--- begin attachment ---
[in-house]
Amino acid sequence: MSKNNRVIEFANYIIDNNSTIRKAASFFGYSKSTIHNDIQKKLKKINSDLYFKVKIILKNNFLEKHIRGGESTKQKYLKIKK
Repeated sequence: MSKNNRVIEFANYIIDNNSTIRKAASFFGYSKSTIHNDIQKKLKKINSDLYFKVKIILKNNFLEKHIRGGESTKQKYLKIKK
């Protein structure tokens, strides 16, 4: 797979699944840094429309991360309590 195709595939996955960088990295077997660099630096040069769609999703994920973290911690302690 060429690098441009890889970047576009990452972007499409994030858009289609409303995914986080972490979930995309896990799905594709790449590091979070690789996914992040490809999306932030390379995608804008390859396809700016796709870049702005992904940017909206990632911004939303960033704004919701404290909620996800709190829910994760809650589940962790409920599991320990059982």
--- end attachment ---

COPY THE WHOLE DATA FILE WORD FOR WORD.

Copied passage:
[in-house]
Amino acid sequence: MSKNNRVIEFANYIIDNNSTIRKAASFFGYSKSTIHNDIQKKLKKINSDLYFKVKIILKNNFLEKHIRGGESTKQKYLKIKK
Repeated sequence: MSKNNRVIEFANYIIDNNSTIRKAASFFGYSKSTIHNDIQKKLKKINSDLYFKVKIILKNNFLEKHIRGGESTKQKYLKIKK
């Protein structure tokens, strides 16, 4: 797979699944840094429309991360309590 195709595939996955960088990295077997660099630096040069769609999703994920973290911690302690 060429690098441009890889970047576009990452972007499409994030858009289609409303995914986080972490979930995309896990799905594709790449590091979070690789996914992040490809999306932030390379995608804008390859396809700016796709870049702005992904940017909206990632911004939303960033704004919701404290909620996800709190829910994760809650589940962790409920599991320990059982």